Innovative products and business models are the foundations of a promising startup. However, you’ll also need a steady flow of funds, especially in the early stages, to turn those ideas into reality.
Funding is crucial for improving technology, hiring the right people, and launching a comprehensive marketing strategy to get a foothold in the market. However, sourcing enough money to start your new venture can be difficult.
From jewelry to dog food to SaaS (software as a service) products, startups are popping up in virtually every field around the world, despite the risks. As an entrepreneur, you will face several challenges while seeking the funds, in part because you’ll have to convince others that your idea is a solid investment.
1. Creating a scalable business model
Whether you are hoping to expand a small business with a loan or going for a round of venture capital, you will need a scalable business model. Investors in particular want to fund only scalable or ready to scale businesses. Your business model must show the potential to increase the revenue with minimal expenditure in the coming months or years.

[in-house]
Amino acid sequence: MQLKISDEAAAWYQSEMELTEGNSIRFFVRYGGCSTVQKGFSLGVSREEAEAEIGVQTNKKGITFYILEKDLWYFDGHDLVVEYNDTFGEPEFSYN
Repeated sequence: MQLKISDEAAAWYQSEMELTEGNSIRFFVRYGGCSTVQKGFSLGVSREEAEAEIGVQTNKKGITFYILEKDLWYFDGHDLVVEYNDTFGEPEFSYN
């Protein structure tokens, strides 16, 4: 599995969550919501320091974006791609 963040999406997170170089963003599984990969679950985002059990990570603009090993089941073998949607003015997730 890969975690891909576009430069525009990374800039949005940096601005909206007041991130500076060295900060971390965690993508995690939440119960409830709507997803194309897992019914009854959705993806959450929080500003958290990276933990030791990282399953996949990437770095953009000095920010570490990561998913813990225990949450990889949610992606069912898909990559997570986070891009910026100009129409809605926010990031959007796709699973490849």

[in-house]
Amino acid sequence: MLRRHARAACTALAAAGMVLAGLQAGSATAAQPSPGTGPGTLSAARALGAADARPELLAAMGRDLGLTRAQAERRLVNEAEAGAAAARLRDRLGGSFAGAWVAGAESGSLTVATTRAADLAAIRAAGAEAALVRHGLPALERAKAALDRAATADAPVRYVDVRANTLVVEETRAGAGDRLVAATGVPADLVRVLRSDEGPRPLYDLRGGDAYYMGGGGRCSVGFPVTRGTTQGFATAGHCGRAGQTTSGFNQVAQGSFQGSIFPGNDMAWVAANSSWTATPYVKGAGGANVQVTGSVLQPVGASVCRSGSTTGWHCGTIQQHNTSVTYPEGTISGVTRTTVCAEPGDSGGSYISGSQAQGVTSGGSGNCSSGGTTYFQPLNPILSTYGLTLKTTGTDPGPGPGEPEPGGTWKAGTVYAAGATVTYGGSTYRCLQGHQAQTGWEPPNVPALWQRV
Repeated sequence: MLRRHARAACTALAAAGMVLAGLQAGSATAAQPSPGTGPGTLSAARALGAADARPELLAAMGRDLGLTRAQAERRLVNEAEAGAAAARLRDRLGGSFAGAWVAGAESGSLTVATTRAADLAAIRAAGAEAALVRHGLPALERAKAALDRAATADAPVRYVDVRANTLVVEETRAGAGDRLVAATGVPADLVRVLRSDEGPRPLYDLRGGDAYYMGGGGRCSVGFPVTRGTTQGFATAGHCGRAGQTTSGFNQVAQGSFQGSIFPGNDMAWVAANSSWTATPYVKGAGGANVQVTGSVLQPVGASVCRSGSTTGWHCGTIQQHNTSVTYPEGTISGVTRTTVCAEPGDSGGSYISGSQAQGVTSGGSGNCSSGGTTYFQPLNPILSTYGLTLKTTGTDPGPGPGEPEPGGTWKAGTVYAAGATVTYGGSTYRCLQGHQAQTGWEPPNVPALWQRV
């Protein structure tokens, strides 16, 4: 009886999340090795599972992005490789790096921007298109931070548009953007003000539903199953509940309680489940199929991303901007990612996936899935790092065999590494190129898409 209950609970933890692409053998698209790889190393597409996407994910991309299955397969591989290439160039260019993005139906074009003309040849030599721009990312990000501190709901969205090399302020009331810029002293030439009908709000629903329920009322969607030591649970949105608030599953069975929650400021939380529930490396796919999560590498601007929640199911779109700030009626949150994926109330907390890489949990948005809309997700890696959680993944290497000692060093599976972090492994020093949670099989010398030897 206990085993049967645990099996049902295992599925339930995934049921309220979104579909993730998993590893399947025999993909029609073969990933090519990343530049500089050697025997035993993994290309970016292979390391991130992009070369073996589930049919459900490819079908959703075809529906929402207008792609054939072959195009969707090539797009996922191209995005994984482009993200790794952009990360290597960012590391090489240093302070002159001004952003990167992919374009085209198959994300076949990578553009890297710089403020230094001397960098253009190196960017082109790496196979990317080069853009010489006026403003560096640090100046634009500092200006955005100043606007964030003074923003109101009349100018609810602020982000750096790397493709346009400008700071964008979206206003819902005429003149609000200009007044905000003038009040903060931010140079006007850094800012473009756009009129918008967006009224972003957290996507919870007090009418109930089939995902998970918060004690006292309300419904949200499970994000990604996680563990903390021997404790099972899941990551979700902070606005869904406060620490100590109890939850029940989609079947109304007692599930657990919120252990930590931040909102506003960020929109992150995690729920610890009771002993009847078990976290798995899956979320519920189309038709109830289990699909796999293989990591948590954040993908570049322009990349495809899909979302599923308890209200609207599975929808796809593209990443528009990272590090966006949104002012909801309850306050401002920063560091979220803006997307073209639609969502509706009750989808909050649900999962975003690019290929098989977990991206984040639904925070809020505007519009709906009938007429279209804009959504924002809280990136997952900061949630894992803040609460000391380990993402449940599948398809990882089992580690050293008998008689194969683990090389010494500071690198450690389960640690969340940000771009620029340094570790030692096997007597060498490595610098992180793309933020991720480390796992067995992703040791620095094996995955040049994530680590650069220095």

Your business idea itself needs to be scalable
This means being able to increase profits without increasing costs at an equal (or higher) rate. Sure, it should be unique. But without scalability, it is less likely to be investable.
Usually, scalable business models have higher profit margin and lower infrastructure and marketing investment. While expanding, your business model needs to remain aligned with the company’s core offerings.
In other words, if your business model is likely to result in the overextension of time, money, and resources, investors will be hesitant to welcome you with open arms.
Build a business model that works; don’t rely on using your competitor’s model
Your business model should support your growth goals. Staying competitive might require you to approach from a different angle.